Skip Navigation

Go
Species Search:
FieldGuidesthreatened and/or endangered search resultsthreatened and/or endangered

previous  | next

Sea Nettle Chrysaora quinquecirrha

 

enlarge +

Sea Nettle
credit: Dennis Mojado/CCSA

All Images

 

Get Our Newsletters

 

Advanced Search

Category: Jellies, Anemones and kin view all from this category



Description Chrysaora quinquecirrha (known as the Atlantic sea nettle or East Coast sea nettle) is a species of jellyfish that inhabits Atlantic estuaries, such as the Chesapeake Bay. It is smaller than the Pacific sea nettle, and has more variable coloration, but is typically pale, pinkish or yellowish, often with radiating more deeply-colored stripes on the exumbrella, especially near the margin.

The sea nettle is radially symmetrical, marine, and carnivorous. Its mouth is located at the center of one end of the body, which opens to a gastrovascular cavity that is used for digestion. It has tentacles that surround the mouth to capture food. Nettles have no excretory or respiratory organs. Each sea nettle is either in a free-swimming stage or a polyp stage. The free-swimming stage, or medusa stage reproduces sexually, and the polyp stage reproduces asexually.

The Atlantic sea nettle is a bell-shaped invertebrate, usually semi-transparent and with small, white dots and reddish-brown stripes. Sea nettles without stripes have a bell that appears white or opaque. The nettle's sting is rated from "moderate" to "severe" and can be pernicious to smaller prey; it is not, however, potent enough to cause human death, except by allergic reaction. While the sting is not particularly harmful, it can cause moderate discomfort to any individual stung. The sting can be effectively neutralized by misting vinegar over the affected area. This keeps unfired nematocysts from firing and adding to the discomfort.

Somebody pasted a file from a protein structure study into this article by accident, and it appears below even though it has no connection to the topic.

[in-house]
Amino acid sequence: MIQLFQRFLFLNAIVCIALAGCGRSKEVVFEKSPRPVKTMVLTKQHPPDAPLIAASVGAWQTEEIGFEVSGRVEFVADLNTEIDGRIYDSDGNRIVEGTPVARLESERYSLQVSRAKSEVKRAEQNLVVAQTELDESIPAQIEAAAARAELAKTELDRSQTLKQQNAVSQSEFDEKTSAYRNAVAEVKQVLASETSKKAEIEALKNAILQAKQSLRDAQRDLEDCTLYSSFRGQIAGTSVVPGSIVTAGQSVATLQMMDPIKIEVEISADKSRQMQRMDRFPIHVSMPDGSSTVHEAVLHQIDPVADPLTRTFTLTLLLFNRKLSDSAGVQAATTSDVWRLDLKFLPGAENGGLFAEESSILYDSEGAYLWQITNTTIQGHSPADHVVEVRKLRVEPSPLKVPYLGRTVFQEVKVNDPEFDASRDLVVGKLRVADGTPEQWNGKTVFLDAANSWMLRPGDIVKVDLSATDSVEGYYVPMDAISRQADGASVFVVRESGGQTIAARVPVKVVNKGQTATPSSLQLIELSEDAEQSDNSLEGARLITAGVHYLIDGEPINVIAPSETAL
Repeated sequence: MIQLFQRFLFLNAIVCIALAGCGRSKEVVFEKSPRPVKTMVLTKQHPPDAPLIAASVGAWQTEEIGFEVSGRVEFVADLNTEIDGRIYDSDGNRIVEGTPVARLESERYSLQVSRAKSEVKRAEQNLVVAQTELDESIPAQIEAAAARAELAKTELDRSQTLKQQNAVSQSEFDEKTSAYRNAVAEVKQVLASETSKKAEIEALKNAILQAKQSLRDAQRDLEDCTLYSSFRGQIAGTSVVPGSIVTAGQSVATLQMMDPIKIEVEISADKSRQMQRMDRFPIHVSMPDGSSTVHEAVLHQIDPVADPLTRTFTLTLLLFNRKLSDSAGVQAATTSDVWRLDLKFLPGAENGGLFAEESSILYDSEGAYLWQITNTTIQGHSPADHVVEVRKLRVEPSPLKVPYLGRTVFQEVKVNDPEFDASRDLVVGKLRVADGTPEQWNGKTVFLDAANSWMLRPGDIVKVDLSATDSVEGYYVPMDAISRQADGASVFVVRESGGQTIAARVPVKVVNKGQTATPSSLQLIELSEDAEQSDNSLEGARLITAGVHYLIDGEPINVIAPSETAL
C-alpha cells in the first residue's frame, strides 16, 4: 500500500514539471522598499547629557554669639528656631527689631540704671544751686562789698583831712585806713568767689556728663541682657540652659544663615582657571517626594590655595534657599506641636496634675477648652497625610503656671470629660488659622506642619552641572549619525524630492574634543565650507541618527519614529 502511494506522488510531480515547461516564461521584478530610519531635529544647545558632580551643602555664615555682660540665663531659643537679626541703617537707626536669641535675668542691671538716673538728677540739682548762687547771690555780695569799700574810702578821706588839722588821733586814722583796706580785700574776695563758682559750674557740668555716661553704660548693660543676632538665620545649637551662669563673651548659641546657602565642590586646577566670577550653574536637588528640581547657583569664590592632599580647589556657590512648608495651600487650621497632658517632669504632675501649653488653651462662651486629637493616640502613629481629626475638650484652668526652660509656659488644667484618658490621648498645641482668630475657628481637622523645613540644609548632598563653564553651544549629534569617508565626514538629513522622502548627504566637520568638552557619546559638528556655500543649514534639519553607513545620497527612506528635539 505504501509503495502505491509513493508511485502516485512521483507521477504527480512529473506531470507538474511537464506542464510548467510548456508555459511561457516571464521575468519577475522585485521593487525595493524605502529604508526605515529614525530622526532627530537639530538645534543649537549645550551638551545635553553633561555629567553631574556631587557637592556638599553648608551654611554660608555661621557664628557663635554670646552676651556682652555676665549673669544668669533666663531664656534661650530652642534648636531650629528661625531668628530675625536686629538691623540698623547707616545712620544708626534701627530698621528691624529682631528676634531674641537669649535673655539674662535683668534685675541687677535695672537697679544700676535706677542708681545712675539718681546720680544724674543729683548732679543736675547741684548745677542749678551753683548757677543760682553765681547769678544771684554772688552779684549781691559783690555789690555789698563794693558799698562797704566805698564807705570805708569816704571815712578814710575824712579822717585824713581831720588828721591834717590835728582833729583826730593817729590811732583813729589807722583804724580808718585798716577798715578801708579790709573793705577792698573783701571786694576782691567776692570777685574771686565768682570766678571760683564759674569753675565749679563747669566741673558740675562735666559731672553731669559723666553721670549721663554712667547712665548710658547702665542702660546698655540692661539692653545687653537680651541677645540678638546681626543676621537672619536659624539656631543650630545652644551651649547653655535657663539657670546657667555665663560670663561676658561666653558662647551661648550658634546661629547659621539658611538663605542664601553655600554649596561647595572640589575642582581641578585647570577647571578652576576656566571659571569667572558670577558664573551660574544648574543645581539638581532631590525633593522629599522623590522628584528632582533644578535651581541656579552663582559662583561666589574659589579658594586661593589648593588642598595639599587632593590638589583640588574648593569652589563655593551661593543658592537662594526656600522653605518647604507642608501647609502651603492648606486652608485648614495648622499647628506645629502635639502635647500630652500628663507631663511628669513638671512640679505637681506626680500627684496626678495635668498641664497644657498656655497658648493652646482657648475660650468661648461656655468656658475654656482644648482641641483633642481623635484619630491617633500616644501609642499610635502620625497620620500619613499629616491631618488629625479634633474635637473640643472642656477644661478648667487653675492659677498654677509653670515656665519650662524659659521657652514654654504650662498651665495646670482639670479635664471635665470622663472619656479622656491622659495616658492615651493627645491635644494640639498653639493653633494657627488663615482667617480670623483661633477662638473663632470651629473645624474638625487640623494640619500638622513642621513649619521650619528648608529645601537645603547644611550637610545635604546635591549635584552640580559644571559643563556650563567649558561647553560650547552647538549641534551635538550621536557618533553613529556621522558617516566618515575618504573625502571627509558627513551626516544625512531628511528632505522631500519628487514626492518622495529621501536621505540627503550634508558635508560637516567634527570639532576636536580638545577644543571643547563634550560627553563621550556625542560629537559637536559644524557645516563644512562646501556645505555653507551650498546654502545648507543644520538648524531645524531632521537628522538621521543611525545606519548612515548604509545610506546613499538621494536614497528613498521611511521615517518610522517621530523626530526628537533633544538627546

Warning Mildly toxic. Contact with a Sea Nettle usually results in a mild itchy irritation, but a person stung severely may require hospitalization.


Habitat Open ocean.


Range Mid-Atlantic, Southeast, Florida, Texas, New England.


 

 

 

2007 eNature.com